©Ken Harris, 2008
While we lived in Auburn in the 1960s, we decided to gain fame and fortune raising Ponies of the Americas, or POAs for short. A POA is a pony with Appaloosa coloring.
Appaloosa colors come in several varieties. Some animals are white with leopard spots. Others are dark colored with white, spotted rump patches, or some have
just rump patches, no spots.
Lightly colored but patchless horses may still have darker hair over shoulder and hip bones than the rest of their bodies. These are called varnish marks. Horses lacking even these markings, they may still have mottled skin around the eyes, as if they have some rare Egyptian eye disease. Striped hooves are another Appaloosa indicator.
The curious thing about breeding for color, be it full sized Appaloosa horses or the smaller POAs, is that if you get some color, you have an animal worth some money. It doesn’t matter whether the foal has an even number of heads, an odd number of legs or looks like a space alien. If it has color, it’s worth some money; the more color, the more money. If, on the other had, your foal has no color, it doesn’t matter if it has strength, stamina, beauty, personality, charisma, and a good disposition — you have nada. In France you could sell him for stew meat, but in the USA, nada.
The first thing we needed was some breeding stock, mares. But where to buy them? Not everyone had ponies with Appaloosa DNA. And those we found had some serious drawbacks. We did find one mare, Two Bits. She was possibly 13 hands 2 inches high. (A hand is 4 inches, but we horse people like to have our own jargon just to show how cool we are. I could have said she was 4 feet 6 inches at the withers, but then you would have known what I was talking about.) Two Bits was about 4 feet 6 inches across the butt, too. She looked like she’d lost her beer wagon. Her belly sagged from previous pregnancies. I considered building her a belly wheel. We persuaded ourselves that in spite of these cosmetic imperfections, she showed some signs of an Appaloosa background, possibly around the time of Ferdinand and Isabella.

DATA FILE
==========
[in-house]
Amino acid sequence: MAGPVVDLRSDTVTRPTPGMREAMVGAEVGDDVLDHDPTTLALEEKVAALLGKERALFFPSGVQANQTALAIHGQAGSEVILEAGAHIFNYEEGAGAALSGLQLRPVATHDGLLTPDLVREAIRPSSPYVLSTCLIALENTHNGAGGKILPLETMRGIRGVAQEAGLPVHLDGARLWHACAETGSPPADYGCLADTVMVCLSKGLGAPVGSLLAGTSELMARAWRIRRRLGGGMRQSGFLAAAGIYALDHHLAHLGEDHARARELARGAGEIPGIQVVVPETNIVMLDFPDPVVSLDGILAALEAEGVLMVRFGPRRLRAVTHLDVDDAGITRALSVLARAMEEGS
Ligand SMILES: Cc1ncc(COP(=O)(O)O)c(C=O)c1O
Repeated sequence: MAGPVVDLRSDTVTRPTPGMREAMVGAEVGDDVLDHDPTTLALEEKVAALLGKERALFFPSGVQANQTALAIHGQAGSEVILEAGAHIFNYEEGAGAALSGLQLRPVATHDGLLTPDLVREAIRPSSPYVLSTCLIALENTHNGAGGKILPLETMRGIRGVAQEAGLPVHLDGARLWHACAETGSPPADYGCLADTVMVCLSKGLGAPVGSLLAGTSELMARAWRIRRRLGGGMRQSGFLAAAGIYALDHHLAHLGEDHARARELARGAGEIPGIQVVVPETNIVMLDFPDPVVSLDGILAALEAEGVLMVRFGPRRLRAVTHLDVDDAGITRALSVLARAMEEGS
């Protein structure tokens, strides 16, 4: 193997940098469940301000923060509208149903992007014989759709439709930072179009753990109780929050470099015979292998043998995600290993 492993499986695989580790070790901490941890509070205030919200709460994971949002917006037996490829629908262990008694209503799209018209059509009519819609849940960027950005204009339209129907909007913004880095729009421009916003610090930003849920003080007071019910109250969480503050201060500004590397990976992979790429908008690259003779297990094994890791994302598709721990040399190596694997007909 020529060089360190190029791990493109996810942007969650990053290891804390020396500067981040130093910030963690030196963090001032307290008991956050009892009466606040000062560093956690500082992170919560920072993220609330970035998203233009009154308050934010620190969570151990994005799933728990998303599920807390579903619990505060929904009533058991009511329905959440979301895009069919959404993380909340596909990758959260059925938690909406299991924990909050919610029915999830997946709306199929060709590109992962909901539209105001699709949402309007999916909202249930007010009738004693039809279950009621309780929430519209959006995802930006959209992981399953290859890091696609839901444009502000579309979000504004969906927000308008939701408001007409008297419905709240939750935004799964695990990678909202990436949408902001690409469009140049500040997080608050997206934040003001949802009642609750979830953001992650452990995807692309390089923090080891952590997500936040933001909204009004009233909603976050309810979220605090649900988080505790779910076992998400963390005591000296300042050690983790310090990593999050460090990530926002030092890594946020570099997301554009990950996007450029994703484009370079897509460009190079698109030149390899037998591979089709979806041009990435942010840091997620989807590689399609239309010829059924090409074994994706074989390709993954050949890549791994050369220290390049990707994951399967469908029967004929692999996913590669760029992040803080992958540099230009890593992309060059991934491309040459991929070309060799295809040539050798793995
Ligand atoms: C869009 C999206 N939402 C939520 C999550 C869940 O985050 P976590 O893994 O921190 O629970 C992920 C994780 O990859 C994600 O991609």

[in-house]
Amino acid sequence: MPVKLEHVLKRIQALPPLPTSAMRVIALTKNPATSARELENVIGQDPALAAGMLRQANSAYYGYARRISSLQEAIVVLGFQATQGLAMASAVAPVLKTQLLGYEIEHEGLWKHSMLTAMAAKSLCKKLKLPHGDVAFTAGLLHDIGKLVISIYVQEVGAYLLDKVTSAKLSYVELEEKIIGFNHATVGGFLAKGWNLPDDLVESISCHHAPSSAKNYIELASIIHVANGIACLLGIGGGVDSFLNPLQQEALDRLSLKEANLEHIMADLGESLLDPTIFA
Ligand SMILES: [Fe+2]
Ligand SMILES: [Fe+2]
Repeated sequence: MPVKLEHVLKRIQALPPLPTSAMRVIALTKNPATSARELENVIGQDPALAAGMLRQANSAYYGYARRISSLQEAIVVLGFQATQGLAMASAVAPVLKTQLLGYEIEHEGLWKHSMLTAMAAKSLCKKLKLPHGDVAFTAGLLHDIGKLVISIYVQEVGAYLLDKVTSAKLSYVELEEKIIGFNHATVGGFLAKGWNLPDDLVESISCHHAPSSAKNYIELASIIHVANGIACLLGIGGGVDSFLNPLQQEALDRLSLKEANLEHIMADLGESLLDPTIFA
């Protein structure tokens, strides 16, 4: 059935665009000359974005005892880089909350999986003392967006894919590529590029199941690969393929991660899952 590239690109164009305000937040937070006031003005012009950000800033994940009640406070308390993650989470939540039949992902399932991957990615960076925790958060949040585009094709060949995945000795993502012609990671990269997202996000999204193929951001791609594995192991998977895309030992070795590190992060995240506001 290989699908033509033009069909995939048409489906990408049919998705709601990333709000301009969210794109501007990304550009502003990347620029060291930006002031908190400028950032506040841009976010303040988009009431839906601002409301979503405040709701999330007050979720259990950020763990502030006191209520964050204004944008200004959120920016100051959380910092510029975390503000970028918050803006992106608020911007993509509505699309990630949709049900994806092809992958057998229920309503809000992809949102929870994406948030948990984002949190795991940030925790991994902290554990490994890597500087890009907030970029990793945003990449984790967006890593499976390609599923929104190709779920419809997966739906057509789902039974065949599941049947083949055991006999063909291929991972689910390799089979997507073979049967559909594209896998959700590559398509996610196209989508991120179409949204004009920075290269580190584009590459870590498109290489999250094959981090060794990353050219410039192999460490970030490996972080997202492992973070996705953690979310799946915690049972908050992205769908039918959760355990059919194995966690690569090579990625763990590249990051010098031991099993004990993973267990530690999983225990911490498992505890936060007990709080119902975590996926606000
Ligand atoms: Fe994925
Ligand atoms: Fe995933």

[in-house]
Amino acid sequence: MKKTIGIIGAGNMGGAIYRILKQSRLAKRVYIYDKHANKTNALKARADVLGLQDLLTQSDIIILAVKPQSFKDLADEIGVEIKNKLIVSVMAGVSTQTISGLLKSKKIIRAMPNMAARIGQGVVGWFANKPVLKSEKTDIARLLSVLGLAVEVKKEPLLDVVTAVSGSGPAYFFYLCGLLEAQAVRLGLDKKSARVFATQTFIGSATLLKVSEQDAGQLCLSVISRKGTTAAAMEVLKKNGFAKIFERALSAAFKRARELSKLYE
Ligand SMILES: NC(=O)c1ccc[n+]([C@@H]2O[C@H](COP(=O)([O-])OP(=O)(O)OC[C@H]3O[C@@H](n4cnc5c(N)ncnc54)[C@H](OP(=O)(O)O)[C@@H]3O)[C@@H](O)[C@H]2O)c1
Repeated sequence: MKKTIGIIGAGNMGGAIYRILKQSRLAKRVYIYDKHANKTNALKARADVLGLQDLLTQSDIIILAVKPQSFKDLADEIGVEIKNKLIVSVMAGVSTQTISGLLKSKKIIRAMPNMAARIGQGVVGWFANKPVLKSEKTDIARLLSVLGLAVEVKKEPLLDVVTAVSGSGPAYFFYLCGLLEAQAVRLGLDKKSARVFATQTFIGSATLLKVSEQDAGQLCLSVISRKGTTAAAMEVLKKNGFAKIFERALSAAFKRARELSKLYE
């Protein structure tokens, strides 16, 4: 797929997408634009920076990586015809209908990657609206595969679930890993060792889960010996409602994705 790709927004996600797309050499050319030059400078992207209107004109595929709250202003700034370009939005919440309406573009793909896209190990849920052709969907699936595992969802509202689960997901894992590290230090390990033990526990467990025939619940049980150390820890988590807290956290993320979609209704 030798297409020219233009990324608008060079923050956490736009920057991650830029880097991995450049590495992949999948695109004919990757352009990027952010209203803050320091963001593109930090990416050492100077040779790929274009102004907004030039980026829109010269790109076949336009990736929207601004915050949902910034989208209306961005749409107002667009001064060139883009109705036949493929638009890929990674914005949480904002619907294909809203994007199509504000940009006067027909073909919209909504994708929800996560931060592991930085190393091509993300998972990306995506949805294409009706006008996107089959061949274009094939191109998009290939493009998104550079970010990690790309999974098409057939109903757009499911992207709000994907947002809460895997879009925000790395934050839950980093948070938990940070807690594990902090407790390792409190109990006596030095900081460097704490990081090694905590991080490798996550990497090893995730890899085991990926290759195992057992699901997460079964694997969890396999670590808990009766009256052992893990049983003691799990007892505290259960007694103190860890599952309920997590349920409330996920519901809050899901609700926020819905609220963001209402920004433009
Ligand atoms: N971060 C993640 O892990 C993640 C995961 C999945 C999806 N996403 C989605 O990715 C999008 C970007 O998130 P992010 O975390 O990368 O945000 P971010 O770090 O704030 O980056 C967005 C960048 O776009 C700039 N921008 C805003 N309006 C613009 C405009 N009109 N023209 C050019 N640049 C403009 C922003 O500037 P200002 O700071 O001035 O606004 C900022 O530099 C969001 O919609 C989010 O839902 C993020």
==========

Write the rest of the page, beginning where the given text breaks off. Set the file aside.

Someone we knew had a POA stud named Road Agent. We bred the two animals and when Two Bits came due she had her foal in our garage. I opened the door to our garage one morning and here was this dark little colt running figure eights around his mother. We got the two of them into the pasture and saw them settled in. Two Bits was formidable enough that the other animals knew not to mess with her and her new baby.
For the record, we named the baby Short Change. Short Change by Road Agent out of Two Bits. Shorty was a complete miss. French stew meat. Two Bits did not agree.
One day, after Shorty was gone, sold down the river, I looked down at our pasture and saw Two Bits standing motionless at the gate. Two hours later, she was still there. Motionless. Something had to be wrong, so Joanne and I went down to investigate.
Our gate was just a stretch of field fencing that attached to a fence post. You took it down to let livestock go through, and reattached it when the animals were where you wanted them. It was like stringing an 8-stringed bow. We found our gate down and Two Bits tangled with all four legs through the wire. I held her head and spoke soothingly to her while Joanne gently freed her legs, first the front and then the rear. When we were through, Two Bits tested her legs gingerly, then kicked Joanne and bit me. We waited for a long time after that to see if we could catch her in a similar fix. We wanted to go down and bite her and kick her.
It never happened. It just shows how unfair life is. We sell her baby and she turns around and bites and kicks us. You’d think she would have been grateful.